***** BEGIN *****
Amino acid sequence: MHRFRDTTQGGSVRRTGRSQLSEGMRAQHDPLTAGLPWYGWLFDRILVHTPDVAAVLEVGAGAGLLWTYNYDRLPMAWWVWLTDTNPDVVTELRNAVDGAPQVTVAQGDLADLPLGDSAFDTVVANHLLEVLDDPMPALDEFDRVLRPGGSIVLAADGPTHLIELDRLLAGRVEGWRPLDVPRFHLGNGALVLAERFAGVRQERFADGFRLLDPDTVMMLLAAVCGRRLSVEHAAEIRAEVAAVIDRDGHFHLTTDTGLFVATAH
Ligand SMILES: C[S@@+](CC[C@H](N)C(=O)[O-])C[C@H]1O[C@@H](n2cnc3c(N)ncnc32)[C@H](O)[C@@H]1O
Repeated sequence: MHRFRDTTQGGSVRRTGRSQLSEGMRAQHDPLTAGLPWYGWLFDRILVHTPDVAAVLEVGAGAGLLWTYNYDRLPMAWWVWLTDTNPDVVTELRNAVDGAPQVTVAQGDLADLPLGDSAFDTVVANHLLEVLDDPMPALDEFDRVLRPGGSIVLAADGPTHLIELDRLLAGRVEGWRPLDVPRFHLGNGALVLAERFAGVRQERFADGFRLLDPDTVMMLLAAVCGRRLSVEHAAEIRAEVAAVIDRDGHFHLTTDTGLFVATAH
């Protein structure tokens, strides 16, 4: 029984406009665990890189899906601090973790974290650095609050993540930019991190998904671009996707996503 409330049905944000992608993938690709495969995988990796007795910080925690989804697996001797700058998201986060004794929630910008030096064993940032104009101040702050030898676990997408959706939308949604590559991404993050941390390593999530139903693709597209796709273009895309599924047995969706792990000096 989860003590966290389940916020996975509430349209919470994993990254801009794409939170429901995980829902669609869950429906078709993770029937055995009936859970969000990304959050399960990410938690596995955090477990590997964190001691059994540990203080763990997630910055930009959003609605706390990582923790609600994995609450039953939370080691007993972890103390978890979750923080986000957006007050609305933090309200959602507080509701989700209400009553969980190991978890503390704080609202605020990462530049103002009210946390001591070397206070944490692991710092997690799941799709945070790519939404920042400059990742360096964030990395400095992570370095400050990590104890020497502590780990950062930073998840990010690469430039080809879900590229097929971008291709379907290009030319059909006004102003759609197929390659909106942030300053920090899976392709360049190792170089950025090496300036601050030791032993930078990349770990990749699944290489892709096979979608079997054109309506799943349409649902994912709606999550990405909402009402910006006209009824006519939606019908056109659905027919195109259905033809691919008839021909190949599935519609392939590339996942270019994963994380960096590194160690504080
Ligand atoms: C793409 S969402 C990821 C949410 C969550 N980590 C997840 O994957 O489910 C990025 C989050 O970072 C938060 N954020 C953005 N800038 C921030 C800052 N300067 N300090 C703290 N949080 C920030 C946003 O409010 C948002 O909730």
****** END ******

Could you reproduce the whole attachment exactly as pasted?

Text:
Amino acid sequence: MHRFRDTTQGGSVRRTGRSQLSEGMRAQHDPLTAGLPWYGWLFDRILVHTPDVAAVLEVGAGAGLLWTYNYDRLPMAWWVWLTDTNPDVVTELRNAVDGAPQVTVAQGDLADLPLGDSAFDTVVANHLLEVLDDPMPALDEFDRVLRPGGSIVLAADGPTHLIELDRLLAGRVEGWRPLDVPRFHLGNGALVLAERFAGVRQERFADGFRLLDPDTVMMLLAAVCGRRLSVEHAAEIRAEVAAVIDRDGHFHLTTDTGLFVATAH
Ligand SMILES: C[S@@+](CC[C@H](N)C(=O)[O-])C[C@H]1O[C@@H](n2cnc3c(N)ncnc32)[C@H](O)[C@@H]1O
Repeated sequence: MHRFRDTTQGGSVRRTGRSQLSEGMRAQHDPLTAGLPWYGWLFDRILVHTPDVAAVLEVGAGAGLLWTYNYDRLPMAWWVWLTDTNPDVVTELRNAVDGAPQVTVAQGDLADLPLGDSAFDTVVANHLLEVLDDPMPALDEFDRVLRPGGSIVLAADGPTHLIELDRLLAGRVEGWRPLDVPRFHLGNGALVLAERFAGVRQERFADGFRLLDPDTVMMLLAAVCGRRLSVEHAAEIRAEVAAVIDRDGHFHLTTDTGLFVATAH
């Protein structure tokens, strides 16, 4: 029984406009665990890189899906601090973790974290650095609050993540930019991190998904671009996707996503 409330049905944000992608993938690709495969995988990796007795910080925690989804697996001797700058998201986060004794929630910008030096064993940032104009101040702050030898676990997408959706939308949604590559991404993050941390390593999530139903693709597209796709273009895309599924047995969706792990000096 989860003590966290389940916020996975509430349209919470994993990254801009794409939170429901995980829902669609869950429906078709993770029937055995009936859970969000990304959050399960990410938690596995955090477990590997964190001691059994540990203080763990997630910055930009959003609605706390990582923790609600994995609450039953939370080691007993972890103390978890979750923080986000957006007050609305933090309200959602507080509701989700209400009553969980190991978890503390704080609202605020990462530049103002009210946390001591070397206070944490692991710092997690799941799709945070790519939404920042400059990742360096964030990395400095992570370095400050990590104890020497502590780990950062930073998840990010690469430039080809879900590229097929971008291709379907290009030319059909006004102003759609197929390659909106942030300053920090899976392709360049190792170089950025090496300036601050030791032993930078990349770990990749699944290489892709096979979608079997054109309506799943349409649902994912709606999550990405909402009402910006006209009824006519939606019908056109659905027919195109259905033809691919008839021909190949599935519609392939590339996942270019994963994380960096590194160690504080
Ligand atoms: C793409 S969402 C990821 C949410 C969550 N980590 C997840 O994957 O489910 C990025 C989050 O970072 C938060 N954020 C953005 N800038 C921030 C800052 N300067 N300090 C703290 N949080 C920030 C946003 O409010 C948002 O909730």